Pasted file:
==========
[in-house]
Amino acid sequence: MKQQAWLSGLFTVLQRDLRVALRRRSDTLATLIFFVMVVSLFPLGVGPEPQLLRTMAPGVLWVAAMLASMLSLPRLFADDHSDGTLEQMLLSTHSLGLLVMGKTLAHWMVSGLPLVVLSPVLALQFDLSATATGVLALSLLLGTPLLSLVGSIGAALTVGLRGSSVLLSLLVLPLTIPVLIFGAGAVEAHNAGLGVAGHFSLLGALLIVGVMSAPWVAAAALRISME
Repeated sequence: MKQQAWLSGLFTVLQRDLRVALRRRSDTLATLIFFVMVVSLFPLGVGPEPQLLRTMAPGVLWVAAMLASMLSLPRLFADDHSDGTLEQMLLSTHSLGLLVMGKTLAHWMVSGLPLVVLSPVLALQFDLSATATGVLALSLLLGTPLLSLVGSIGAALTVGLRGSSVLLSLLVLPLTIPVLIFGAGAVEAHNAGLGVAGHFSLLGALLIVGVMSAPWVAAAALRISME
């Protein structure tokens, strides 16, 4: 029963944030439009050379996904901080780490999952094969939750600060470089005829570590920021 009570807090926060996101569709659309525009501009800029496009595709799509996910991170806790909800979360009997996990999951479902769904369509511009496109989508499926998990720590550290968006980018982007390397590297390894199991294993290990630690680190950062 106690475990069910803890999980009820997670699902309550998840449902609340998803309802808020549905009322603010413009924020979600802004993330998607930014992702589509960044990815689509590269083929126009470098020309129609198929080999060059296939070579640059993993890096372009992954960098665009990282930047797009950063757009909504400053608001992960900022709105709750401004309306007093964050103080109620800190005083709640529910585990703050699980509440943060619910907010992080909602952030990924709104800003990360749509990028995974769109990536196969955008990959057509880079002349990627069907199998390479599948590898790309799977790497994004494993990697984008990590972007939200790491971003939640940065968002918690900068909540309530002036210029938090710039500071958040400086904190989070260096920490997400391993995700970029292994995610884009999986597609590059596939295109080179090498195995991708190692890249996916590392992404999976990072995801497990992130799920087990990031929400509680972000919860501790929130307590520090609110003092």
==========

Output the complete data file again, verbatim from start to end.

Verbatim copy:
[in-house]
Amino acid sequence: MKQQAWLSGLFTVLQRDLRVALRRRSDTLATLIFFVMVVSLFPLGVGPEPQLLRTMAPGVLWVAAMLASMLSLPRLFADDHSDGTLEQMLLSTHSLGLLVMGKTLAHWMVSGLPLVVLSPVLALQFDLSATATGVLALSLLLGTPLLSLVGSIGAALTVGLRGSSVLLSLLVLPLTIPVLIFGAGAVEAHNAGLGVAGHFSLLGALLIVGVMSAPWVAAAALRISME
Repeated sequence: MKQQAWLSGLFTVLQRDLRVALRRRSDTLATLIFFVMVVSLFPLGVGPEPQLLRTMAPGVLWVAAMLASMLSLPRLFADDHSDGTLEQMLLSTHSLGLLVMGKTLAHWMVSGLPLVVLSPVLALQFDLSATATGVLALSLLLGTPLLSLVGSIGAALTVGLRGSSVLLSLLVLPLTIPVLIFGAGAVEAHNAGLGVAGHFSLLGALLIVGVMSAPWVAAAALRISME
């Protein structure tokens, strides 16, 4: 029963944030439009050379996904901080780490999952094969939750600060470089005829570590920021 009570807090926060996101569709659309525009501009800029496009595709799509996910991170806790909800979360009997996990999951479902769904369509511009496109989508499926998990720590550290968006980018982007390397590297390894199991294993290990630690680190950062 106690475990069910803890999980009820997670699902309550998840449902609340998803309802808020549905009322603010413009924020979600802004993330998607930014992702589509960044990815689509590269083929126009470098020309129609198929080999060059296939070579640059993993890096372009992954960098665009990282930047797009950063757009909504400053608001992960900022709105709750401004309306007093964050103080109620800190005083709640529910585990703050699980509440943060619910907010992080909602952030990924709104800003990360749509990028995974769109990536196969955008990959057509880079002349990627069907199998390479599948590898790309799977790497994004494993990697984008990590972007939200790491971003939640940065968002918690900068909540309530002036210029938090710039500071958040400086904190989070260096920490997400391993995700970029292994995610884009999986597609590059596939295109080179090498195995991708190692890249996916590392992404999976990072995801497990992130799920087990990031929400509680972000919860501790929130307590520090609110003092």